- (1.) THIS petition under Article 226 of the Constitution was originally filed by 19 persons who were all ex-intermediaries of the erstwhile Banaras State which merged with the State of Uttar pradesh in November 1949. Subsequently the petition was amended and the names of 18 of the petitioners were removed leaving only one petitioner Markande Upadhya so that the petition has been heard on merits as a petition presented by him alone. It appears that before the merger of the erstwhile Banaras State in the State of Uttar' Pradesh, the rights of zamindars and cultivators in the State of Banaras used to be governed by the Banaras state Tenancy Act (Act 3 of 1949) which came into force on 1-10-1949. When the Banaras State was merged in the State of Uttar Pradesh, this Banaras State Tenancy Act (3 of 1949) continued to remain in force under clause 6 of the Banaras State (Administration) Order, 1949, not having been repealed by the Banaras Application of Laws Orders, 1949, and replaced by any Act which was already in force in the rest of the State of Uttar Pradesh. The petitioner at the time of merger held 87 bighas and 5 biswas of sir, his zamindari rights being those of a "muafidar. He also had 2 bighas and 13 biswas of khudkasht. It is contended by the petitioner that the local rate assessed on him was below the amount which would be assessed on a land revenue of Rs. 250/ -. The U. P. Zamindari Abolition and Land Reforms Act was extended to the area which was comprised in the erstwhile Banaras State on 30-6-1953, under Notification No. 1830/i-A-1060-53, with certain modifications. Amongst the provisions of the U. P. Zamindari abolition and Land Reforms Act which were modified was Section 10. In Section 10 as it applied to the State of Uttar Pradesh, every tenant of land recorded as* sir of an intermediary who on the date immediately preceding the date of vesting was assessed in Uttar Pradesh to a land revenue of more than Rs. 250/- annually or where no land revenue was assessed, was assessed to a larger amount of local rate than would be payable on a land revenue of Rs. 250/-annually or in the case of an under-proprietor, sub-proprietor or permanent tenure-holder, the rent payable by whom was more than Rs. 250/-annually was to be deemed to be a hereditary tenant thereof at the rate of rent payable by him on the said date and such land was not for the purposes of Section 18 to be deemed to be sir. Under this provision, if the holder of the sir on the date immediately preceding the date of vesting was assessed to land revenue of Rs. 250/- or less, or, if no land revenue was assessed, he was assessed to an amount of local rate equal to or larger than the amount which would be payable on a land revenue of Rs. 250 annually, or in the case of an under-proprietor, sub-proprietor or permanent tenure holder the rent payable by him was Rs. 250 or less, the tenant of the sir of such sirholder did not acquire the rights of hereditary tenant. The sirholder himself became the bhumidhar of that land under Section 18 and the tenant of such sir land became an adhivasi under Section 20. When applying the U. P. Zamindari Abolition and Land Reforms Act to the areas which were comprised in the erstwhile Banaras State, the State Government amended Section 10 so as to do away with this limitation on the acquisition of rights of a hereditary tenant by the tenant of the sir land. The result was that in those areas, irrespective of the land revenue payable by or local rate assessed on the intermediary or the rent payable by the under-proprietor, sub-proprietor or permanent tenure-holder, the tenant of his sir land became a hereditary tenant, the result being that the sirholder lost his rights as such and did not acquire bhumidhari rights under Section 18. This modification in Section 10 affected the rights of the petitioner who was a sirholder in the areas previously comprised in the Banaras State. If Section 10 had been applied without any modification, the petitioner would have acquired the rights of a bhumidhar in his sir, which, as mentioned above, comprised 87 bighas 5 biswas; but as a result of the modification he was unable to acquire those rights. It has been contended by the petitioner that this modification of Section 10 when applying it to those areas which were comprised in the erstwhile Banaras State was beyond the scope of the powers of the Government of Uttar Pradesh under Section 2, U. P. Zamindari Abolition and land Reforms Act and further that this modification was void as offending against Article 14 of the Constitution.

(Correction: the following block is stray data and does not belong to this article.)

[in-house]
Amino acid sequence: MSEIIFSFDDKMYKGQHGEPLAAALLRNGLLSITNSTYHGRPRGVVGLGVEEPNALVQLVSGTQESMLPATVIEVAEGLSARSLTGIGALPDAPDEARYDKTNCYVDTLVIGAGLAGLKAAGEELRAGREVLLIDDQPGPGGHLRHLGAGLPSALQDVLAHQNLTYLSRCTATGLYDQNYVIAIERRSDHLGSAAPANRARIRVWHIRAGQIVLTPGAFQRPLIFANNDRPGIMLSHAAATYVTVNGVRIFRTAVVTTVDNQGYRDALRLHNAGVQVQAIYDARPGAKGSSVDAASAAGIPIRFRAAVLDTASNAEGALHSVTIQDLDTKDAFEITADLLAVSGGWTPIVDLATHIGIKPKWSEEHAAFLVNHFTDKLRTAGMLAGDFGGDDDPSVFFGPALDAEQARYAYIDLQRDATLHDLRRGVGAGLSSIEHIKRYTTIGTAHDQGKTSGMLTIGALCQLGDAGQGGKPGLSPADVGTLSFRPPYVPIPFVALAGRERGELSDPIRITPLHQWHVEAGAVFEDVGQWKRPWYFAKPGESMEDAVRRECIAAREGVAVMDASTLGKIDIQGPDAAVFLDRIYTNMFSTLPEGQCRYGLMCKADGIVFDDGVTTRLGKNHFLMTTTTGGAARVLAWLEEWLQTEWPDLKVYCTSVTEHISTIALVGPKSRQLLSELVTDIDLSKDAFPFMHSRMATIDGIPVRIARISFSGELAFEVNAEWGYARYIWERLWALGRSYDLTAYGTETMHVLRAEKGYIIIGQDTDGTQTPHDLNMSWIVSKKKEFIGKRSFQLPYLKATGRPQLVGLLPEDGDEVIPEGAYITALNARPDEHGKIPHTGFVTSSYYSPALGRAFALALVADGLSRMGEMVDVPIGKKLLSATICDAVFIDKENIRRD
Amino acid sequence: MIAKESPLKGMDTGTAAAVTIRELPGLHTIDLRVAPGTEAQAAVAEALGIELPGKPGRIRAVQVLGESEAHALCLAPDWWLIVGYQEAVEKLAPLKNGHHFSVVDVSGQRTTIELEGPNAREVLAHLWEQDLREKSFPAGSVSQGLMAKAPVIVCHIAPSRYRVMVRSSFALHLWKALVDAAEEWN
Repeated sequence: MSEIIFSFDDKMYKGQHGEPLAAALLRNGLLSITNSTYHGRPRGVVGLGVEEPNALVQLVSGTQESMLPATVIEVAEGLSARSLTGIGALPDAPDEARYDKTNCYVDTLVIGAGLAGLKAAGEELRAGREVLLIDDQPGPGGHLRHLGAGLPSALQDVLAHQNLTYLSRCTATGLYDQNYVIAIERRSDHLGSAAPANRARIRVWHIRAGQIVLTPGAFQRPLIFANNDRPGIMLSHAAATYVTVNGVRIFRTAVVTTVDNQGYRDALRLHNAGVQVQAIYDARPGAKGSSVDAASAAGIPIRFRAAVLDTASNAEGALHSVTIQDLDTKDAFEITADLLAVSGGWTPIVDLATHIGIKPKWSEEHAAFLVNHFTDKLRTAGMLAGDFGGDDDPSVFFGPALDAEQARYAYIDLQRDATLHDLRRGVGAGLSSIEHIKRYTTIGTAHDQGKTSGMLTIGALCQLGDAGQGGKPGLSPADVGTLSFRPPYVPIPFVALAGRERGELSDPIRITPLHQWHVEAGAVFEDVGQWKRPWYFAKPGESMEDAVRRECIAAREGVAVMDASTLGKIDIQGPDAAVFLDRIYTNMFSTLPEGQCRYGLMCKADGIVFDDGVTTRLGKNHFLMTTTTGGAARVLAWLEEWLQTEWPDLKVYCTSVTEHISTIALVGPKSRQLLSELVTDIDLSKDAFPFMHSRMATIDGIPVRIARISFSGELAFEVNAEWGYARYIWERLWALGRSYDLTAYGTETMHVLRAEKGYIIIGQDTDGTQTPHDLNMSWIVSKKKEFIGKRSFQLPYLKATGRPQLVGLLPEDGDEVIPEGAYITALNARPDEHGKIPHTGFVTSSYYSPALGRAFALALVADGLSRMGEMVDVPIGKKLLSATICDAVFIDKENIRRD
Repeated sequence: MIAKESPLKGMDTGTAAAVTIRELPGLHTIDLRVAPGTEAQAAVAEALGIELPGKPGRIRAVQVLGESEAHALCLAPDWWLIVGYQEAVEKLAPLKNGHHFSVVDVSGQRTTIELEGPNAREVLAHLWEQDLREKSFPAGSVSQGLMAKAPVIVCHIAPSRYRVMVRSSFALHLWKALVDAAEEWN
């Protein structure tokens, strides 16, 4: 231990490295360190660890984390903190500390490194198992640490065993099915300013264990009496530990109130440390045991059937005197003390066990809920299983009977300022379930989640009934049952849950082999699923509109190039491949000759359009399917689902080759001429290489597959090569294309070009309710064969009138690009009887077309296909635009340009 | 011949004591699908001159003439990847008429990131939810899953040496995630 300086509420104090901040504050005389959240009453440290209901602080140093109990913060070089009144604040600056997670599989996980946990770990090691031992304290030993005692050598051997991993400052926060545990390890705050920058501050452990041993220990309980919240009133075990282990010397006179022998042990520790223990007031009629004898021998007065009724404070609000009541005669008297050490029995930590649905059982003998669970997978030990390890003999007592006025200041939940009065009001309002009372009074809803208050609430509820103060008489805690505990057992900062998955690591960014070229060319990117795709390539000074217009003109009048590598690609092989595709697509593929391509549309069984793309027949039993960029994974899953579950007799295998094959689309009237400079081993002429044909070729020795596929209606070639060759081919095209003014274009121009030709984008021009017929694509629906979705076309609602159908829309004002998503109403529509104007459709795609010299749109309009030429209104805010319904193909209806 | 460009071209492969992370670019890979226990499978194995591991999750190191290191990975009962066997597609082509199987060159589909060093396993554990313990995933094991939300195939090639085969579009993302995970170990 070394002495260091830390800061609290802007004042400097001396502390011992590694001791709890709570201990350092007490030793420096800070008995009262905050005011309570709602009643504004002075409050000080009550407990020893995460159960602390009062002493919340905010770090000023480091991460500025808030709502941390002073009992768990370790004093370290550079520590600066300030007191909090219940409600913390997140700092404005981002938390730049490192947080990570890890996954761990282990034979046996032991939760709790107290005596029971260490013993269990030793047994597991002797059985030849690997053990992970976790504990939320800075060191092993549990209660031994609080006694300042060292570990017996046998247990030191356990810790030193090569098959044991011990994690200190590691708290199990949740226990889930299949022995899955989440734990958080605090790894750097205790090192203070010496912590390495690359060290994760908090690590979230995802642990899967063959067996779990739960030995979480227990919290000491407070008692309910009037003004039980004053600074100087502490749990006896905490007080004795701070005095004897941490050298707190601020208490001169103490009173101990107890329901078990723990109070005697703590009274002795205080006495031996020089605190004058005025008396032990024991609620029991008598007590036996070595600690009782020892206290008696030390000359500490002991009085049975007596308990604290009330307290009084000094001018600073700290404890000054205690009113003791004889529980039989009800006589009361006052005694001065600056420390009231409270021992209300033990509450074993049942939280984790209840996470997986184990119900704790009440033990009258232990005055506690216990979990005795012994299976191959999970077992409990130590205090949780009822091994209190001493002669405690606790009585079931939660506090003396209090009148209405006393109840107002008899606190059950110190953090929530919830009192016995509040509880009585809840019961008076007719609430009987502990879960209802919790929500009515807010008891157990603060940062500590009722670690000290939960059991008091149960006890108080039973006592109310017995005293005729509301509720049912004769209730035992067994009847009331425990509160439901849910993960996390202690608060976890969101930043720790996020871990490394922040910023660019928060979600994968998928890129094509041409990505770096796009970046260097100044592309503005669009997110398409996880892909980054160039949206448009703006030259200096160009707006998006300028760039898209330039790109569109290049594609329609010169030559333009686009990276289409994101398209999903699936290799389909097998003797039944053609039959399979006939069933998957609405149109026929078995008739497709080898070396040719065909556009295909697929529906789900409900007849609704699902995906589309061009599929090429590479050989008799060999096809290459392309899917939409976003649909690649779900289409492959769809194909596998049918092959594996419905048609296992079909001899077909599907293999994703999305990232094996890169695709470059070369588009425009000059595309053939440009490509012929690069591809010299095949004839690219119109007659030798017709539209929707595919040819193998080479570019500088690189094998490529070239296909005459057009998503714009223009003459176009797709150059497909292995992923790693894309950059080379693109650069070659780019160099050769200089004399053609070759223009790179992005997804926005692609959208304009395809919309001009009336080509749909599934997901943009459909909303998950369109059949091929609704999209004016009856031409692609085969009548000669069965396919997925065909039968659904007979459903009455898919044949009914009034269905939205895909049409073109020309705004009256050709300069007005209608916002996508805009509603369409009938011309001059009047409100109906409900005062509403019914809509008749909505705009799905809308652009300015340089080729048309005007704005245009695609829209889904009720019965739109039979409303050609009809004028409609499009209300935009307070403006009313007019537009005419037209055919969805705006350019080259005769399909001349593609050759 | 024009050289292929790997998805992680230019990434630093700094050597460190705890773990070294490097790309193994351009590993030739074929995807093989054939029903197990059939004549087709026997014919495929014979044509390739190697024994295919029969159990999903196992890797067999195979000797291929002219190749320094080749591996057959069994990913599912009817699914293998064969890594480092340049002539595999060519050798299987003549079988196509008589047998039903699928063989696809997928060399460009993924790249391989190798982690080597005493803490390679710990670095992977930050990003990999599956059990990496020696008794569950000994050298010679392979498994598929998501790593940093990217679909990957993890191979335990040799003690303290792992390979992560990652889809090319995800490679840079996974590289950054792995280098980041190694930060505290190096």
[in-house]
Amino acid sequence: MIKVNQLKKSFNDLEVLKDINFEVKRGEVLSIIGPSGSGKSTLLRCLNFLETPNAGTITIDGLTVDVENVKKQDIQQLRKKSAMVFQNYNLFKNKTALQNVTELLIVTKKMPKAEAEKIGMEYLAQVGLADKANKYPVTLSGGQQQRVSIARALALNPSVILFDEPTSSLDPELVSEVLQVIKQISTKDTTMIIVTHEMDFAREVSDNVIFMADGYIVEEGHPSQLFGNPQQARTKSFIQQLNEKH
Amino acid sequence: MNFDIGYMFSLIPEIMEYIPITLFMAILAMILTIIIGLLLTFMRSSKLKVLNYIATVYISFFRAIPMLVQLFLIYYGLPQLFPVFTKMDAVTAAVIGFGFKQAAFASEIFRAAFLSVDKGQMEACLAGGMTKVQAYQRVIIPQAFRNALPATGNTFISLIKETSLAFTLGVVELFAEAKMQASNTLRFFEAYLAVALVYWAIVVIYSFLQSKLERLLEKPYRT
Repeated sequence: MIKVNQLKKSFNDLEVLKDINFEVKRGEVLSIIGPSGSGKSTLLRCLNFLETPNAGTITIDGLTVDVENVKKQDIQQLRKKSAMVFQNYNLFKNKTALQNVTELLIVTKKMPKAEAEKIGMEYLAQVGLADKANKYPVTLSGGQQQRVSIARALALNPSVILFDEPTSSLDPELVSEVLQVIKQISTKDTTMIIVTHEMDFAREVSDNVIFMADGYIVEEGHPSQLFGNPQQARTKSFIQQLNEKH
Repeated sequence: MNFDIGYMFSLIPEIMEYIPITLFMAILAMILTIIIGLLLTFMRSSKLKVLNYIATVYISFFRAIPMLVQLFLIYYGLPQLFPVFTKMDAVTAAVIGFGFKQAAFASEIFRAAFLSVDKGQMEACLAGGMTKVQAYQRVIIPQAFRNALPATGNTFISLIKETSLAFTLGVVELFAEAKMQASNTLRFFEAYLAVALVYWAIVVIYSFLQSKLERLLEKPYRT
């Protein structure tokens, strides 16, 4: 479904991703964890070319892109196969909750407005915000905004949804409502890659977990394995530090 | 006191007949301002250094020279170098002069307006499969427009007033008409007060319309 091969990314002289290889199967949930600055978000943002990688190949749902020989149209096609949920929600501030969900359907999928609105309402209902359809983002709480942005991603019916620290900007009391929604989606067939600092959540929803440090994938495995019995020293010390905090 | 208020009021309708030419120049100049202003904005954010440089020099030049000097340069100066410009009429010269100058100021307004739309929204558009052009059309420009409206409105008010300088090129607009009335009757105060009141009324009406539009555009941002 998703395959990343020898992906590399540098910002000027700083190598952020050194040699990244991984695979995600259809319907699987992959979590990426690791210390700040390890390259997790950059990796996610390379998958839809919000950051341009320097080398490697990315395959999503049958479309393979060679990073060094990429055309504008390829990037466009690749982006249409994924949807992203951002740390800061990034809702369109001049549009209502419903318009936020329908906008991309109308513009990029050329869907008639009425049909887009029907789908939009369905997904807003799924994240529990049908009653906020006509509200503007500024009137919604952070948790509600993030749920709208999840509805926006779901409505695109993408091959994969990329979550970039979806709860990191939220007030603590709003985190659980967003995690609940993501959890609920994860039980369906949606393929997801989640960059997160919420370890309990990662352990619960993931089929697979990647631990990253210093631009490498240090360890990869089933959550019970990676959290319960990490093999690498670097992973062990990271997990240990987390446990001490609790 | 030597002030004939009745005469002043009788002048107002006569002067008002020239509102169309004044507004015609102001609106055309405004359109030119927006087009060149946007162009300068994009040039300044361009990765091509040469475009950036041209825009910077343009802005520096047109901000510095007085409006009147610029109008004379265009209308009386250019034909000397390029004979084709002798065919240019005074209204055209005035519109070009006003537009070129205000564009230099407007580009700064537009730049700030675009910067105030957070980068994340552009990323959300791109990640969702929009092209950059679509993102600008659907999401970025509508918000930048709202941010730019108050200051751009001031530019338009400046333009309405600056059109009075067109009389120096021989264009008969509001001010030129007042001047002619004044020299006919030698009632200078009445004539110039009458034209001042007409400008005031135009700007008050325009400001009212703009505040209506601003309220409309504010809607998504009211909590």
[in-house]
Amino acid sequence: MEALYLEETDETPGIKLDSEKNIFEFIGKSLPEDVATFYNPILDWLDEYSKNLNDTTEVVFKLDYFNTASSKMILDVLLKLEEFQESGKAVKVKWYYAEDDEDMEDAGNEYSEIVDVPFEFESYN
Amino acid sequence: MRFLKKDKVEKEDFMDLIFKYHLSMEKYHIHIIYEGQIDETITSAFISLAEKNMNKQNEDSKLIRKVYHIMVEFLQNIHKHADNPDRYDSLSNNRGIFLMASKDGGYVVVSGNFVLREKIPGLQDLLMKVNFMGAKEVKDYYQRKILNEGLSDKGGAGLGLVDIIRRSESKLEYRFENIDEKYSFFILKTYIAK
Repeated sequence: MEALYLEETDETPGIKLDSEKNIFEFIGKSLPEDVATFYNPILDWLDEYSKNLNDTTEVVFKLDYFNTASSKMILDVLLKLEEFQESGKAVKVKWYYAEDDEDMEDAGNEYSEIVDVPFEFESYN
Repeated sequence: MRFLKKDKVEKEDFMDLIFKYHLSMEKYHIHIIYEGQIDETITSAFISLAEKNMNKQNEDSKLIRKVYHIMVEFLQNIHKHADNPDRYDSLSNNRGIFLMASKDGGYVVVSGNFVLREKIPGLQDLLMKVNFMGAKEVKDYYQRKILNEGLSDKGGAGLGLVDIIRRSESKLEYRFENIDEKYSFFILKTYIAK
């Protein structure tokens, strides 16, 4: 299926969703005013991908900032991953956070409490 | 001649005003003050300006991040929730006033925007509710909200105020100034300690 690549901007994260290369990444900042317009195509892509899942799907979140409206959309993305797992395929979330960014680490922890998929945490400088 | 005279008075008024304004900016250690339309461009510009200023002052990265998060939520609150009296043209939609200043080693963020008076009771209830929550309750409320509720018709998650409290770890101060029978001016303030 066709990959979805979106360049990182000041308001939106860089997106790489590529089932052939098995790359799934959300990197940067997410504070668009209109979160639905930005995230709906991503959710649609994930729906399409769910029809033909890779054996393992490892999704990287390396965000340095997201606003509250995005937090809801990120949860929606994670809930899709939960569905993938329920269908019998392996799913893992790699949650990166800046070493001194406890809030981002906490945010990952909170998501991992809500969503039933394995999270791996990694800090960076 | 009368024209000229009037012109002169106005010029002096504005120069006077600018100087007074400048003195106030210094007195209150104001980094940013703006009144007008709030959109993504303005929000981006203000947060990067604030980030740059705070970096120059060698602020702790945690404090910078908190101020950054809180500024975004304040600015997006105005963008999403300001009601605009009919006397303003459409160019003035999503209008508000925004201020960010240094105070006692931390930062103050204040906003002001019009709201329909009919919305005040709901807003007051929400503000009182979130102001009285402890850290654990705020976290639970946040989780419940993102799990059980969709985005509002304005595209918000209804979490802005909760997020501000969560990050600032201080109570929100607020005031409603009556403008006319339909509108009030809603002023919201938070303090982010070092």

(2.) LEARNED Junior Standing Counsel attempted to justify the modification of Section 10 on the basis of three circumstances which, according to him, required that this modification be made. These three circumstances are that the intermediaries in the areas comprised in the erstwhile state of Banaras were assessed to land revenue on a principle which was different from that applicable to assessment of land revenue on intermediaries in the rest of Uttar Pradesh. The second was that the rights of a sirholder could be acquired in those areas in a manner different from the manner in which such rights could be acquired in Uttar Pradesh. The third was that in those areas the khudkast rights were different in nature from the khudkasht rights in Uttar pradesh, inasmuch as in those areas there could be tenants of khudkasht without the rights of the khudkasht-holder getting extinguished whereas in Uttar Pradesh the rights of a khudkrasht-holder ceased as soon as a tenant was admitted in khudkasht land.
(3.) THERE is no doubt that the differences pointed out in these three circumstances did exist but not in all cases. There were 'muafidars' in Uttar Pradesh as well as in the erstwhile Banaras State. The other intermediaries in Uttar Pradesh were of various classes but in most cases land revenue was assessed at settlements by fixing the amount at about 40 per cent, of the assets of the property owned by the intermediary subject to variations in special cases so that the range was from 35 per cent, to 40 per cent. The Settlement Reports of Banaras and Punnets Manual, which summarises the laws that were applicable in the Banaras State, show that in that State the majority of intermediaries who were known aw Manzuridars were assessed to land revenue at the rate of 80 per cent, of the assets. It thus appears that in Uttar Pradesh the majority of intermediaries were liable to pay between 35 to 45 per cent, of their assets as land revenue, whereas in the Banaras State they were liable to pay 80 per cent, of their assets as land revenue. This distinction did exist, but learned counsel has failed to indicate how the particular modification in Section 10 became necessary as a result of tin's difference. In Uttar Pradesh sirholders paying Rs. 250 or less as land revenue were to retain their sir rights which were tp be converted into the rights of bhumidhars. An intermediary in the State of Banaras would be almost in the same position as an intermediary in Uttar Pradesh paying Rs. 250 or less as land revenue if the land revenue payable by the former was Rs. 500 or less. Consequently when applying Section 10, if the Government of Uttar Pradesh had changed the figure of Rs. 250 in Section 10 to Rs. 500 the modification would have been a modification required by the different circumstances prevailing in the two areas. Instead of increasing the figure, what the Government of Uttar Pradesh did was to do away altogether with the protection granted to the rights of sirholder. who were paying Rs. 250 or less as land revenue. The remarks apply 'mutatis mutandis' to the cases of 'muafidars' also who instead of being assessed to land revenue were assessed to local rates. Learned Junior Standing Counsel contended that there was nothing to show that the people in the areas which were comprised previously in the erstwhile State of Banaras were assessed to local rate at all. The fact whether an intermediary was or was not assessed to local rate has to be judged with reference to the date on which the U. P. Zamindari Abolition and Land Reforms Act was applied to" those areas, which means 30-6-1953. Before that date, the U. P. District Boards Act had become applicable to those areas as also the U. P. Local Rates Act. Section 109a had been introduced in the District Boards Act making provision for assessment of local rates in the areas which were comprised in the merged State of Banaras, and this provision of law had also amended the U. P. Local Rates Act, 1914, so as to make it applicable in those areas. Local rates were, therefore, assessed in any case in June 1953 and consequently, in applying Section 10 to 'muafidars' in those areas the clause relating to assessment of local rate could have been acted upon and, in case the rate of local rates assessed was markedly different from the rate at which the local rates were assessed in other areas of Uttar Pradesh, modification could have been made to make proportionate adjustments in the figure. Once again the course adopted by the State Government in doing away with the protection granted to persons assessed to local rates to the extent of the amount assessable on land revenue of Rs. 250 or less must be held to be a modification which was not required by the different circumstances. It is, therefore, clear that this modification was in no way related to the difference in the manner of assessment of land revenue and local rates in the two areas.;